There are few things as discouraging to use as a dull knife. I make a habit of sharpening my knife every few weeks. It doesn’t take long, but it sure makes the job easier when I need to use it. In the same way, make sure that once you attain a new skill, that you practice it regularly until it becomes a habit. Make sure you stay mentally and emotionally sharp. Do not neglect the simple preparations that make your job so much easier. I have heard that Abraham Lincoln once said, “I believe that if I had 8 hours to chop down a tree, I would spend 6 hours sharpening my axe.” There is much to recommend this way of thinking.

Finally, be ready and willing to use your tools.

I could have driven by that accident that day. I am not trained as a First Responder. Other people had already stopped. I had an appointment to get to. Yet, I felt compelled to stop and at least offer another pair of hands. I tried to stay out of the way of the folks who knew what they were doing, simply observing and waiting for an opportunity where I could actually provide some kind of help. When the call came out for a knife, I was the only one who had one on me. I did not hesitate. My willingness and my action did not save the boys life, but it shortened the time that he had to suffer being trapped inside the car and away from his mother. When I stopped I wasn’t clear on how I could help, I just wanted to offer my help.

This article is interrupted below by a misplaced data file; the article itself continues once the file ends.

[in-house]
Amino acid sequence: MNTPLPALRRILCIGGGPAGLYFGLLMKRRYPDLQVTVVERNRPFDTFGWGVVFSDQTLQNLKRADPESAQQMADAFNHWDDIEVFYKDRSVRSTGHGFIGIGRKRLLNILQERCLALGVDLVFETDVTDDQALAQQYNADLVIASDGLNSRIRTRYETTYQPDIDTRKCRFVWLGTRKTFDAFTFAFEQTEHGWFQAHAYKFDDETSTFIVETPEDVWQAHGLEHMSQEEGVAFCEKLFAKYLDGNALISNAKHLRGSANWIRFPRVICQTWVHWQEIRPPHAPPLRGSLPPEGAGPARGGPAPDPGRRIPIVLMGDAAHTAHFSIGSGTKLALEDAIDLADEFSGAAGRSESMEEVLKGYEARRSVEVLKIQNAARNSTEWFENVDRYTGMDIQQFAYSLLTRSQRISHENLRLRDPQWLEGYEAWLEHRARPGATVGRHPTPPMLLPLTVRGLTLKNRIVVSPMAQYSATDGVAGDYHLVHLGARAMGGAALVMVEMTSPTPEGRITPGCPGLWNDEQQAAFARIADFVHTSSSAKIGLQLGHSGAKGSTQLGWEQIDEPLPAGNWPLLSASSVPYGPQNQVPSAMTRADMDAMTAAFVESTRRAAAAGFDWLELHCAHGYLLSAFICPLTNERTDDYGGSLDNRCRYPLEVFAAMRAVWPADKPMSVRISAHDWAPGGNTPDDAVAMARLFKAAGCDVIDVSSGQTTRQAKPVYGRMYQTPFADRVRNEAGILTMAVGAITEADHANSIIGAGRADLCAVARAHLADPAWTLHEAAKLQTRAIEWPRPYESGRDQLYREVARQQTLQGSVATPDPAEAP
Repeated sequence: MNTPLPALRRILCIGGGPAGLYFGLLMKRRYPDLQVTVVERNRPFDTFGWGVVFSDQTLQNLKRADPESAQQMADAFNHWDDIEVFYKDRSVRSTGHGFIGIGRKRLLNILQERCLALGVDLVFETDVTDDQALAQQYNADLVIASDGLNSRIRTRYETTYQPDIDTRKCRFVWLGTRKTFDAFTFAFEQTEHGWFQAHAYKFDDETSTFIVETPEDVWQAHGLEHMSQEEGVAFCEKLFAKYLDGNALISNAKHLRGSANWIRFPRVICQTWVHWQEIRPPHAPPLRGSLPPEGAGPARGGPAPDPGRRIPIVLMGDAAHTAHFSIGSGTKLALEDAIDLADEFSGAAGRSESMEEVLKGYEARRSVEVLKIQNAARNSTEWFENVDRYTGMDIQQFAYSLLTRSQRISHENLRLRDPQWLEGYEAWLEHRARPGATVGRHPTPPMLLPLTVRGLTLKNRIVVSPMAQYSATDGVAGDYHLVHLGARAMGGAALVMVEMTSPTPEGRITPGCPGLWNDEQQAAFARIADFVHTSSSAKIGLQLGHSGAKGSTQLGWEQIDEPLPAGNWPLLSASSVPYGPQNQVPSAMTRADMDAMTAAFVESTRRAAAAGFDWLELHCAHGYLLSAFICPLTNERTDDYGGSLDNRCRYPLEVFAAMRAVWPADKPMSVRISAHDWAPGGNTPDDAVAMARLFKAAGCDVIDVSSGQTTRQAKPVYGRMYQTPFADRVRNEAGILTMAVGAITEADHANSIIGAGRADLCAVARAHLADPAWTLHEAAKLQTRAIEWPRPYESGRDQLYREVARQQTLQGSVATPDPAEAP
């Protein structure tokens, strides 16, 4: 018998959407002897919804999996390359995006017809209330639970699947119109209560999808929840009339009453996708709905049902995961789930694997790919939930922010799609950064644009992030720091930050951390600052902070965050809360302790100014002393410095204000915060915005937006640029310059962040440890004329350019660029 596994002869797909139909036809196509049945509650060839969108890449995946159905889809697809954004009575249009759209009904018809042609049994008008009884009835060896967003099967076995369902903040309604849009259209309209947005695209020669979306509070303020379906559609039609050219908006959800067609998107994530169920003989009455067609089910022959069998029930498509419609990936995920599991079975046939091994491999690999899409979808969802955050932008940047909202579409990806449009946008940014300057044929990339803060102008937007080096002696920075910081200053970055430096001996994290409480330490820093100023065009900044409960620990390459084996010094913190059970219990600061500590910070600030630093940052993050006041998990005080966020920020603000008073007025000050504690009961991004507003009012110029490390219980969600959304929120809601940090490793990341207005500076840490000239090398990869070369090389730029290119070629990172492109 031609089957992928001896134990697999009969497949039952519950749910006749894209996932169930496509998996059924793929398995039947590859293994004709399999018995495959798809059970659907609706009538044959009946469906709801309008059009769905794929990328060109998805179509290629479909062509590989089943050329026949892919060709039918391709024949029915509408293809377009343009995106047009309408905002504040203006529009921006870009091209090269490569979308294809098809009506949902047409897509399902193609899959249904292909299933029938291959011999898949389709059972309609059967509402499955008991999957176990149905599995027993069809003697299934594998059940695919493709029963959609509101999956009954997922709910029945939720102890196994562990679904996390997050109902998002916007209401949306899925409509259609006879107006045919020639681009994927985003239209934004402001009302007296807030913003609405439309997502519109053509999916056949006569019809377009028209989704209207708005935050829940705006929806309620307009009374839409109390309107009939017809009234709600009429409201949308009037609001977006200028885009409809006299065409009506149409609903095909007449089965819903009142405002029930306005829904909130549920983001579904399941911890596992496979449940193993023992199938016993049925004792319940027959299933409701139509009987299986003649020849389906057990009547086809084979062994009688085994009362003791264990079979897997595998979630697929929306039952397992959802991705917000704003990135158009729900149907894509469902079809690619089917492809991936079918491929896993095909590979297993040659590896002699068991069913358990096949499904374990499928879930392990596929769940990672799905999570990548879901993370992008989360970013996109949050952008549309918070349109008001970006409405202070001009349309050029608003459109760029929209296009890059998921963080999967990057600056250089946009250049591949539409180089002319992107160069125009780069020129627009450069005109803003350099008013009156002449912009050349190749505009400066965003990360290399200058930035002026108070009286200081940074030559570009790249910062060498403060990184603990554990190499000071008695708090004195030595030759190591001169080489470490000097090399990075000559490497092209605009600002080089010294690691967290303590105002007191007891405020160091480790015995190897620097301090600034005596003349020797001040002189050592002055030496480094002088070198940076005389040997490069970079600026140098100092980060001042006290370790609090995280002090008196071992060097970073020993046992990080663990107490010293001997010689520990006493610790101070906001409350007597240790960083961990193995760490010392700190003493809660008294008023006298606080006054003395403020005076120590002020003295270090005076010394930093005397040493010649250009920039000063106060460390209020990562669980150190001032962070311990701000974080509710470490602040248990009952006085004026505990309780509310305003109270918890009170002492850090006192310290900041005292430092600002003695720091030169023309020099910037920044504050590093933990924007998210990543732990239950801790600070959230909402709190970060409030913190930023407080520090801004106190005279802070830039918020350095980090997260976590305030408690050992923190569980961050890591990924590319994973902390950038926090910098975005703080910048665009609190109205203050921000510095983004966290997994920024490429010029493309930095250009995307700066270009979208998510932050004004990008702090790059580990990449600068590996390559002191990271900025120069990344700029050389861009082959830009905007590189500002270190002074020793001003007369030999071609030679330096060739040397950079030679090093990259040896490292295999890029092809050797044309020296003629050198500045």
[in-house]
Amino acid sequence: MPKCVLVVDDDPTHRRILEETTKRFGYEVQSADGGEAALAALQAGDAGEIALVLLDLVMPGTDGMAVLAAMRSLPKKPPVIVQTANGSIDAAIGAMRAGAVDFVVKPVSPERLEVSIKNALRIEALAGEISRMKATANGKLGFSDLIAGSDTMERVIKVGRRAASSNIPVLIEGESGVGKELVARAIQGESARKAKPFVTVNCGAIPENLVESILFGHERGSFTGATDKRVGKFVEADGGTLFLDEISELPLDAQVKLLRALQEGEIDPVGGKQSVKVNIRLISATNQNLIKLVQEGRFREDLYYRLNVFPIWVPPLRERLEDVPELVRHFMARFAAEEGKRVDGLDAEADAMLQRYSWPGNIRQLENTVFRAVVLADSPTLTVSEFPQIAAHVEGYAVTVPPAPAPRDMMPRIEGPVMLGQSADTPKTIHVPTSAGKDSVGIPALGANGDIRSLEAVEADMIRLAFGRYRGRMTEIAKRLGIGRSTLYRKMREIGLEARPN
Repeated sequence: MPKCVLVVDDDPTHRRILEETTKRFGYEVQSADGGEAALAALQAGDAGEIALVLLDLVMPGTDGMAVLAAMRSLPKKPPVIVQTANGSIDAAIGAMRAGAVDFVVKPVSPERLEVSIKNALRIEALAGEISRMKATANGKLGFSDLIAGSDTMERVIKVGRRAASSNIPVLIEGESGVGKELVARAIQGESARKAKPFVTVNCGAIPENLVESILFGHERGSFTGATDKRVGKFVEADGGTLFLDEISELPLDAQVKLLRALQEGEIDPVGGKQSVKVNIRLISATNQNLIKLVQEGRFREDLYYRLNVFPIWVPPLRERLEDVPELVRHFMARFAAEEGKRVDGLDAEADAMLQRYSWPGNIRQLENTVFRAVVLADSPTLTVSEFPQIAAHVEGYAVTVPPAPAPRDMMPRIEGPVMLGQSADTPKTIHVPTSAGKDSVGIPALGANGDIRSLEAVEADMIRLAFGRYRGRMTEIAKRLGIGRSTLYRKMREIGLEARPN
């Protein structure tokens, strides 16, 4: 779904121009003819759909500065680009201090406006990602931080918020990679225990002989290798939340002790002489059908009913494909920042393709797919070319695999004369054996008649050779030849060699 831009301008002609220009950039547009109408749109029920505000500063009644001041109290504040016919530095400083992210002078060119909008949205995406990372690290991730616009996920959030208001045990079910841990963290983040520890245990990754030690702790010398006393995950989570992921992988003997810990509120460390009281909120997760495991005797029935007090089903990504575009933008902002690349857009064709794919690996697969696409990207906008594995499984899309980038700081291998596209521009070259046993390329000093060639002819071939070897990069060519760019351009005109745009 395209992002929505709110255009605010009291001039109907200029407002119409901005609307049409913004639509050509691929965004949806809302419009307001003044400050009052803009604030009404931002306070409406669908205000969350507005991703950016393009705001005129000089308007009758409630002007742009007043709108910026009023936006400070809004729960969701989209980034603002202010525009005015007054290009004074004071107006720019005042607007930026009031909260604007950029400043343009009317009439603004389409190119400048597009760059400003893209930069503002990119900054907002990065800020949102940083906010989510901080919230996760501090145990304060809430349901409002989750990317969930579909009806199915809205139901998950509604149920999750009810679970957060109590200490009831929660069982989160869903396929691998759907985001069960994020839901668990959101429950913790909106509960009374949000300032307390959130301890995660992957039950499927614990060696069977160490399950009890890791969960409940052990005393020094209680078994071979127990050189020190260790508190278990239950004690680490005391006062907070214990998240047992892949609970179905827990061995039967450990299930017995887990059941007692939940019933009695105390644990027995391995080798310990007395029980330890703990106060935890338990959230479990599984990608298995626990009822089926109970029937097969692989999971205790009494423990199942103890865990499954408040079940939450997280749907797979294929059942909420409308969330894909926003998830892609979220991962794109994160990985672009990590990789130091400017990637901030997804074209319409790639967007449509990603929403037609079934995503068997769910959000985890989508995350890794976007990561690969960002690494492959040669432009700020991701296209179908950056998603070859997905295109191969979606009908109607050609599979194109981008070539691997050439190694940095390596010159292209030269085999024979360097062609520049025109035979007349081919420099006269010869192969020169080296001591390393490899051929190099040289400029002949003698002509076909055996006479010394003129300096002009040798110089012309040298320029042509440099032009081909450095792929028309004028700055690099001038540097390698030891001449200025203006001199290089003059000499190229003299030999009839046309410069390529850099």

In the same way, in your life and in your business, look for opportunities where you can provide help. You may have one kind of help in mind, and you may actually be asked for something else. If you are ready and willing, you will very likely find that you can provide very useful help. It doesn’t matter whether that help is providing needed insurance, and automobile, a new home, or merely and introduction to a business associate. When you put yourself out there, the opportunities will come to you.